Sixteen higher-education institutions in four states have signed an agreement that seeks to make it easier for students to transfer their general-education work across state lines, based on blocks of learning outcomes rather than courses and credits.
The Interstate Passport Agreement, introduced on Monday by the Western Interstate Commission for Higher Education, stemmed from a pilot project supported by the Carnegie Corporation of New York. The commission said that the project was designed to extend transfer agreements that have emerged within states across state lines and regions.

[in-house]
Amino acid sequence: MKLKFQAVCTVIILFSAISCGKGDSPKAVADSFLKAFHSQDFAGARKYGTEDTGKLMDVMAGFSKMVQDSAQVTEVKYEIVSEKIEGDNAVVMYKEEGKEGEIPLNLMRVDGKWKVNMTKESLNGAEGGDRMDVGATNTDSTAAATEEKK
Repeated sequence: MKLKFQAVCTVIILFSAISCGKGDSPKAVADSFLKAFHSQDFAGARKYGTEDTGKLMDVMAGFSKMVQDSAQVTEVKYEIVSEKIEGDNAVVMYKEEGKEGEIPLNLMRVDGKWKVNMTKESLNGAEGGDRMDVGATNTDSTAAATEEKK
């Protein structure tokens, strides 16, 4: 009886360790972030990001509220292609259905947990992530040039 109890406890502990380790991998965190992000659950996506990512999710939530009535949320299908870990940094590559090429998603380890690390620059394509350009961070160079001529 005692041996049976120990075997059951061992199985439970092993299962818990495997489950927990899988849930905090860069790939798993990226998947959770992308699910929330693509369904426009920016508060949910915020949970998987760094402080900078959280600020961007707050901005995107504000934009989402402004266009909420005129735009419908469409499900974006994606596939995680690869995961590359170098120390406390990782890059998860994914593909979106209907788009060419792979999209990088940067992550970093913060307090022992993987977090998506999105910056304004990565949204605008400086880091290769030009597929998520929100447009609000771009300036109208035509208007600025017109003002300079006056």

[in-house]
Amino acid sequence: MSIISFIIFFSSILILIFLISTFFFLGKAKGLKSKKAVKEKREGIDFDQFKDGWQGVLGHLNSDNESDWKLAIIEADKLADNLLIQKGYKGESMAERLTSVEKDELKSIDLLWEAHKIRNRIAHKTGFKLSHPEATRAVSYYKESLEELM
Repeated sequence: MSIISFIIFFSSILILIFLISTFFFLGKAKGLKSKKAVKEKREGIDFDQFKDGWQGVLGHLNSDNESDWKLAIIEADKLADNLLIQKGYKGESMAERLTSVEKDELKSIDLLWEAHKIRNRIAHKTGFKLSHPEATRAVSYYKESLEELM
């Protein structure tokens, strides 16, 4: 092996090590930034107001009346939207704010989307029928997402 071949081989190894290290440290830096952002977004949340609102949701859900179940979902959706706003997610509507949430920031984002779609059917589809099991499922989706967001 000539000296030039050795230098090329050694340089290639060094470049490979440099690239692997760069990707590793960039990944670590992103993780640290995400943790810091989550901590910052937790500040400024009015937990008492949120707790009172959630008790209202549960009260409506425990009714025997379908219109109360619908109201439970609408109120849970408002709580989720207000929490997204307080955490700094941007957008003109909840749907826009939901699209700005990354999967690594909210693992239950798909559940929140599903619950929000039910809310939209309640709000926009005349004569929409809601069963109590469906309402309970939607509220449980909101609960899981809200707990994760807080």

The commission said that faculty members at the pilot institutions had worked together to develop a set of outcomes around what “passport” students had learned in three academic areas: oral communication, written communication, and quantitative literacy. They then created a list of criteria so that students could demonstrate their proficiency in those areas.
Colleges and universities in Hawaii, North Dakota, Oregon, and Utah are participating in the passport project, and the commission said that other states and institutions in its region could also apply.
Correction (1/7/2014, 1:56 p.m.): This post originally misnamed the organization that supported the pilot project. It is the Carnegie Corporation of New York, not “New Work.” The post has been updated to reflect this correction.